In a recent report published by M&C Saatchi, titled The Black Pound, a staggering 65% of people living in the UK that are black, Asian or minority ethnic (BAME) felt they needed more access to financial knowledge to be able to access greater wealth. Worse still, 70% of the same cohort felt undervalued as consumers in the UK.
But this is really only the tip of the iceberg when addressing the inequalities that exist within financial services sector.
The UK’s banks are holding back the BAME population from breaking through what is perceived to be the last frontier of racial economic equality, despite as many as 50% of BAME consumers owning their own home. At a time when many of the UK’s high street banks have been bailed out by the UK taxpayer, they should have the same responsibility to assist British people, no matter their colour, race, religion etc. in achieving their potential and creating wreath through entrepreneurialism and business success.
The sad truth is that of the 35% of people from black origin that have said they want to start a business, only 6% of them actually do, and much of this is associated with the challenges they face accessing the loans they need.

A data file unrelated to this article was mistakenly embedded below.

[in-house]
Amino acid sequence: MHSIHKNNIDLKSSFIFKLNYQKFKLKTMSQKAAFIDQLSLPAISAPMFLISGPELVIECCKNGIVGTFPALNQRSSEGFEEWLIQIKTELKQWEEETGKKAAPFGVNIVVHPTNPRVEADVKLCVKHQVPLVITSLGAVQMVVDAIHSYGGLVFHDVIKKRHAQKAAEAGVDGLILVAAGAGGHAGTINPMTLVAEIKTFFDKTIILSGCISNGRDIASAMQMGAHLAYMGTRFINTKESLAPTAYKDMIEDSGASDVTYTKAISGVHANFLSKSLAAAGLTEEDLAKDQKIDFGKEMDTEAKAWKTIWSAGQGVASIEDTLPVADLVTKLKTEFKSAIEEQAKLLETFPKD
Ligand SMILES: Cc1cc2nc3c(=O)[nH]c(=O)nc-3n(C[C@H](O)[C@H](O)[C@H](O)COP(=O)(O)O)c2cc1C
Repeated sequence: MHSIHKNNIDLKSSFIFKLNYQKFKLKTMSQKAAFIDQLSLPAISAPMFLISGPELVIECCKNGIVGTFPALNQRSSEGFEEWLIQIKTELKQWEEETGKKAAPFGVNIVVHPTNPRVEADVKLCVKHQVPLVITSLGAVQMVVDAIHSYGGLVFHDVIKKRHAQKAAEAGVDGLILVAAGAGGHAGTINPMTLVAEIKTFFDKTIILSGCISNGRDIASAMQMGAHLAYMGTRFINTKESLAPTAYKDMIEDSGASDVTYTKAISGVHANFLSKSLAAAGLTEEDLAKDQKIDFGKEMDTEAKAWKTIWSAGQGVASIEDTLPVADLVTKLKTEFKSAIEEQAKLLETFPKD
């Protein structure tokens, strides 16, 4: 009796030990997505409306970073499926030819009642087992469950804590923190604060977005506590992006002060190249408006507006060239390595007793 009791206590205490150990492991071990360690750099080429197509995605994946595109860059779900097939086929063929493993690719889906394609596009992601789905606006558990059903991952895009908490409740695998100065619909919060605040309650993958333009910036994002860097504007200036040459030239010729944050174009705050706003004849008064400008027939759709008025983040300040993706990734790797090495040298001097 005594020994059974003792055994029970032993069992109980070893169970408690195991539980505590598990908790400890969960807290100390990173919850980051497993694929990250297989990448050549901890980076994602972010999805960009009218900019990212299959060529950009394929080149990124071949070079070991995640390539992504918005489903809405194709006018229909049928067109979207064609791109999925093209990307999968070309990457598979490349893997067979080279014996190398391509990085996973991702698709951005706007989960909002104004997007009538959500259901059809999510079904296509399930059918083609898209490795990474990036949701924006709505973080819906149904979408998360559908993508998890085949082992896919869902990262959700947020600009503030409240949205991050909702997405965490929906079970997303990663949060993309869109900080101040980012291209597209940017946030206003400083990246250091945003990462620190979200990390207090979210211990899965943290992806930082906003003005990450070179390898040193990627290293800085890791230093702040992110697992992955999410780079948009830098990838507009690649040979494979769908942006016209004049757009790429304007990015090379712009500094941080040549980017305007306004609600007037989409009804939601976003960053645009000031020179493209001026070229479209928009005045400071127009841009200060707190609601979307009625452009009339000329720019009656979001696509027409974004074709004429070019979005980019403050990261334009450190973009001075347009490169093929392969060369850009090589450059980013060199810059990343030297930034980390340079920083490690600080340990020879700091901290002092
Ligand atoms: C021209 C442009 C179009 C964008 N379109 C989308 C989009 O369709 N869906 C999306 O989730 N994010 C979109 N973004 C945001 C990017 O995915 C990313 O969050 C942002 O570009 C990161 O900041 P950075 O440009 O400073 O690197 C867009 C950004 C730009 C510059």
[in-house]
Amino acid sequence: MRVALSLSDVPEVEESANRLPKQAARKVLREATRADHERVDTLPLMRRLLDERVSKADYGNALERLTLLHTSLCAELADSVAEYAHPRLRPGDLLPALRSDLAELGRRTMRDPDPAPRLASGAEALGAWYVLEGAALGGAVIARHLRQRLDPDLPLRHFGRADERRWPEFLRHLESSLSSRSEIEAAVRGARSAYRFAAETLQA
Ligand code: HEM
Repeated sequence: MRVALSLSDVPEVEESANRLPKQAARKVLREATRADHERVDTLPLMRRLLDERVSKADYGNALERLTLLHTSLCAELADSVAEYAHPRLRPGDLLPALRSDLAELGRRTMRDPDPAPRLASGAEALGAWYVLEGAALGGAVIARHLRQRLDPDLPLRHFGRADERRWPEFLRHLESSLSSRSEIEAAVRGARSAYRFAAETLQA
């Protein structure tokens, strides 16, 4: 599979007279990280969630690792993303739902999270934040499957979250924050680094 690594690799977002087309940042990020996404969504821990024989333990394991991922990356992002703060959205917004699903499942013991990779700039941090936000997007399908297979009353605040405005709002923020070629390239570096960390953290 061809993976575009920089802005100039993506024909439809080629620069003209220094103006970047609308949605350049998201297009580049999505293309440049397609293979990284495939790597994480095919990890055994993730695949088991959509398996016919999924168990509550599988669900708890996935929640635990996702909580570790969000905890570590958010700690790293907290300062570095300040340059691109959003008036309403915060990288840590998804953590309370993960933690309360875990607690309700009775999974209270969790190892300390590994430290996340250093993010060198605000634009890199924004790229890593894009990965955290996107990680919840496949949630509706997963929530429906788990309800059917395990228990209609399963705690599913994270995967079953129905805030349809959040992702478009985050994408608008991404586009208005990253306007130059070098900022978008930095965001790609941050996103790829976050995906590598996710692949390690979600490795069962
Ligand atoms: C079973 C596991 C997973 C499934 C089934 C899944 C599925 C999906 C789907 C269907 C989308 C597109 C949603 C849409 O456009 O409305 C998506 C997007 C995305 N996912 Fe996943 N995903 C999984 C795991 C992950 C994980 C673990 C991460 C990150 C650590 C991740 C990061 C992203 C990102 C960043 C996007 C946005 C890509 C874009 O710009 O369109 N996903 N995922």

Past evidence has shown that firms owned by individuals of black African origin have been four times more likely than so-called 'white firms' to be denied access to loans outright. Worse still, Bangladeshi, Pakistani, black Caribbean and black African-owned businesses have been subjected to higher interest rates than white or Indian-owned businesses.
Forces at play
There are complex and highly sensitive issues and forces at play. Poorer education among ethnic minority groups, lack of the right guidance, lack of their own capital to invest and access to information all contribute. Individual biases of those working within the financial services sector are also likely to play a part, albeit a small one, along with the lack of real insight into the experiences of these key target audiences upon which to take action.
The BAME population, as with many of what were once described as niche or diverse groups in society now form a powerful and increasingly growing section of the modern British mainstream society. To ignore them is akin to our country's financial suicide.
To achieve real equality and inclusion, banks and other financial services providers must first dive deep into the lives of this target audience to see why the issues and prejudices exist. This cannot be achieved through surveys and statistical reports alone, business leaders need to walk in their shoes and bring them into their business to see first-hand what the opportunity is and how it can benefit the entire population.